October 2003, no. 255

October 2003, no. 255

Kerryn Goldsworthy reviews 'Elizabeth Costello: Eight lessons' by J.M. Coetzee

Kerryn Goldsworthy

Something like a double helix of dialectical thinking winds its graceful way through these ‘eight lessons’. Ideas and theories about the nature of human (and other) life and how to live it, about the workings and the relative merits of logic, reason, belief, and faith, are sketched, rehearsed, debated, and set in ...

Robin Grove reviews 'Mao’s Last Dancer' by Li Cunxin

Robin Grove

There were seven of them, as in a folk tale. The family was too poor to put shoes on their feet. They lived in a village called New. Hard though life was, they knew it would be worse without Kindly Leader, who was carrying the land into prosperity and joy. At present, however, the seven sons had little to eat.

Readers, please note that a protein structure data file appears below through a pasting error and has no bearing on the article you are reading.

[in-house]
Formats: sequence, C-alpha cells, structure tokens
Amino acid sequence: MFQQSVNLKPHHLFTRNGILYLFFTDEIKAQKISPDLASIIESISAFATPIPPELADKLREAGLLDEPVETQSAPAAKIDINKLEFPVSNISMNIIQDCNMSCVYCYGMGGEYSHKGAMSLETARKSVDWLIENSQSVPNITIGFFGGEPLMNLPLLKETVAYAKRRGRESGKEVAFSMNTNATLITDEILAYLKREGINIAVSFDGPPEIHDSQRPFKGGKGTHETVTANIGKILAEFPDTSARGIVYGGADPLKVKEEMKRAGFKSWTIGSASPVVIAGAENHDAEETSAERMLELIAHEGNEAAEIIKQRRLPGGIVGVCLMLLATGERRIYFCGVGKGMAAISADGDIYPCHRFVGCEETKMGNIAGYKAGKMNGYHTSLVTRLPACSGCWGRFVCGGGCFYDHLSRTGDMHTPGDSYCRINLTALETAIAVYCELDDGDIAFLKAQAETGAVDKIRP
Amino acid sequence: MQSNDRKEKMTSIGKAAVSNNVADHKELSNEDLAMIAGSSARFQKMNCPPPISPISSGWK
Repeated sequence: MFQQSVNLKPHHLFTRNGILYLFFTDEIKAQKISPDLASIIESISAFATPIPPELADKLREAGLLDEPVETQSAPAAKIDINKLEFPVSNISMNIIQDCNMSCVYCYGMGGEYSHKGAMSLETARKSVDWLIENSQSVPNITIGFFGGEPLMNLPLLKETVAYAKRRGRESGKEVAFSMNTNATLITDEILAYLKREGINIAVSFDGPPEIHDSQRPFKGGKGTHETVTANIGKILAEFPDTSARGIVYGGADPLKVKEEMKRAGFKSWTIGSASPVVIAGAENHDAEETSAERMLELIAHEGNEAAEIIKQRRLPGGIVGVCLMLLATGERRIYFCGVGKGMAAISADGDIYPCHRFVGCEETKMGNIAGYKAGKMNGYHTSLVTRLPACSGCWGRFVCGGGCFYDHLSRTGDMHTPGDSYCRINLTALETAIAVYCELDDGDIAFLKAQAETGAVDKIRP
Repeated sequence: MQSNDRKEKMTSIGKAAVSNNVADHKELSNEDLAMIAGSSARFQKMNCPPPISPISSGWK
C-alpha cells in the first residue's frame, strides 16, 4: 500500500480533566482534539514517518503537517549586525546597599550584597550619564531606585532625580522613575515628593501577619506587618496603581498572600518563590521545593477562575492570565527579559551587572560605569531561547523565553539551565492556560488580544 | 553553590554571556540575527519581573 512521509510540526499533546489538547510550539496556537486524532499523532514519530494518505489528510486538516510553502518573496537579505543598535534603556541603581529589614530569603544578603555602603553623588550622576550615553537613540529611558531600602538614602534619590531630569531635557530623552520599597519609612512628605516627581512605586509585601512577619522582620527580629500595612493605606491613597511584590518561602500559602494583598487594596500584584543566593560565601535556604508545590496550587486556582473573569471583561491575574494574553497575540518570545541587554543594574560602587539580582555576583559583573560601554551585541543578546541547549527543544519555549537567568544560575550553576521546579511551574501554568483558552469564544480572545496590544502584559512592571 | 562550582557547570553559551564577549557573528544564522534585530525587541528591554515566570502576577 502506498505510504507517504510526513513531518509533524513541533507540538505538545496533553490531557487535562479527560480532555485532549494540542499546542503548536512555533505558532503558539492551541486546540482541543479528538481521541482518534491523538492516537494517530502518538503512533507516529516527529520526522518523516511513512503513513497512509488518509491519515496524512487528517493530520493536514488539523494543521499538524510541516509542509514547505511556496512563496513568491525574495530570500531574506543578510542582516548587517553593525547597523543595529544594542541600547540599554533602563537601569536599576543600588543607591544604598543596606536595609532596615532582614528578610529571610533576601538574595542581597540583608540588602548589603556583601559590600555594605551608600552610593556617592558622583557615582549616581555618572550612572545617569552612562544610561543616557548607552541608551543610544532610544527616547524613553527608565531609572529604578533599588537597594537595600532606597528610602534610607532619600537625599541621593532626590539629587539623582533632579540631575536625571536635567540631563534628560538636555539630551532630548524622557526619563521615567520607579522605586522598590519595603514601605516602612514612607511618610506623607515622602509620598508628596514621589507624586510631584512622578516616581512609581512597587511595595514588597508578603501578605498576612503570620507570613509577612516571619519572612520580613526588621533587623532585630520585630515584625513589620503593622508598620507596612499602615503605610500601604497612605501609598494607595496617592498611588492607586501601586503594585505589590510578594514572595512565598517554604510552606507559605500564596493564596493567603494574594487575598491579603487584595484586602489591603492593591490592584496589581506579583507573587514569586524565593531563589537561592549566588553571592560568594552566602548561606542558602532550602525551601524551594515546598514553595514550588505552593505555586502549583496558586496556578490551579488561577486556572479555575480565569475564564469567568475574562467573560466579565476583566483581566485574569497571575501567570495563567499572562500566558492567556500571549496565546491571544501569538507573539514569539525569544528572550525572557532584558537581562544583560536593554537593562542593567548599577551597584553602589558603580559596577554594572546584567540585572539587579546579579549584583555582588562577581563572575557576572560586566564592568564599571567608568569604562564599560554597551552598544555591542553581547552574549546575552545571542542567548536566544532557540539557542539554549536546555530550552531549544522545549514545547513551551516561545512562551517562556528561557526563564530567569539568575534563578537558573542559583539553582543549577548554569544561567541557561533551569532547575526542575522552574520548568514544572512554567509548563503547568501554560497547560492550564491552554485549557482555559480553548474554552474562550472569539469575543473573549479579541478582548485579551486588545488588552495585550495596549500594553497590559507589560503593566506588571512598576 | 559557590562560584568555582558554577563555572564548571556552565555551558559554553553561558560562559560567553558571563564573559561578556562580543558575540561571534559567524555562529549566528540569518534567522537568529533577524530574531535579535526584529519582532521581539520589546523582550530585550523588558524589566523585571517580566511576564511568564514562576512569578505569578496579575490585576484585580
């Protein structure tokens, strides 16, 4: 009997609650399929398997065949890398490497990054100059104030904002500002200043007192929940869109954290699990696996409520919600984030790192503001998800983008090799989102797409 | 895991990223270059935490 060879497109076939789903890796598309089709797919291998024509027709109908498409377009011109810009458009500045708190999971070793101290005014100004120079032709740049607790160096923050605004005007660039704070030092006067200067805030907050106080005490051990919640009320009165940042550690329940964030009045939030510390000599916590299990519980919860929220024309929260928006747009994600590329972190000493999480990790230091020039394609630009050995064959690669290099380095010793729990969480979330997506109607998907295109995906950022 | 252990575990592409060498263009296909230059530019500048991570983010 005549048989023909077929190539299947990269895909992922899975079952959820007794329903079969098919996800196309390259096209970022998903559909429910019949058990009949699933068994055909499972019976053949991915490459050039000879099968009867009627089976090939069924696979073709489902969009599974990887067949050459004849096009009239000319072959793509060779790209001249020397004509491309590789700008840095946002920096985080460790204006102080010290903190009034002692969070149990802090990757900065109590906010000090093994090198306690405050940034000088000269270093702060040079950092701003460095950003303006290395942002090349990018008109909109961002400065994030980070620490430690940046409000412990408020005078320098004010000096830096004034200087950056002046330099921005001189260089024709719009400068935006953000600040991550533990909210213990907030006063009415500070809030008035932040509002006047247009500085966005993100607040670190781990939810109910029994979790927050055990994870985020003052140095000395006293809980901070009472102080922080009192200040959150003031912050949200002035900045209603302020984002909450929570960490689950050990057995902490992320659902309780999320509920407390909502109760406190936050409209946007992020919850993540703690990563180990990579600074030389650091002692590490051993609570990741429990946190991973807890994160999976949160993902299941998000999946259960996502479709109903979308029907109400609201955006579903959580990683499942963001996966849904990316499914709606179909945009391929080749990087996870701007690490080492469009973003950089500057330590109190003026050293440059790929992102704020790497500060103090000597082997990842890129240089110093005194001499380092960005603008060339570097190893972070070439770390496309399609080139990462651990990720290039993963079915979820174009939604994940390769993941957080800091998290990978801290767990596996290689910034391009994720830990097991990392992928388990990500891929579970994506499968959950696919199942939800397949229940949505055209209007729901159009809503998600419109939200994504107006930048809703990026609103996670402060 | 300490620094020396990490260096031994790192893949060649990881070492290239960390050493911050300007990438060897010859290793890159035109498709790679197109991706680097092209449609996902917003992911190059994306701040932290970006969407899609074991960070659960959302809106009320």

Tony Birch reviews 'The History Wars' by Stuart Macintyre and Anna Clark, and 'Whitewash' edited by Robert Manne

Tony Birch

Towards the end of his informative introduction, Robert Manne, the editor of Whitewash: On Keith Windschuttle’s fabrication of Aboriginal history, outlines the collective intention of the book’s nineteen contributors. He refers to Windschuttle’s The Fabrication of Aboriginal History (2002), a revisionist text dealing with early colonial history and violence in nineteenth-century Tasmania, as ‘so ignorant, so polemical and so pitiless a book’ ...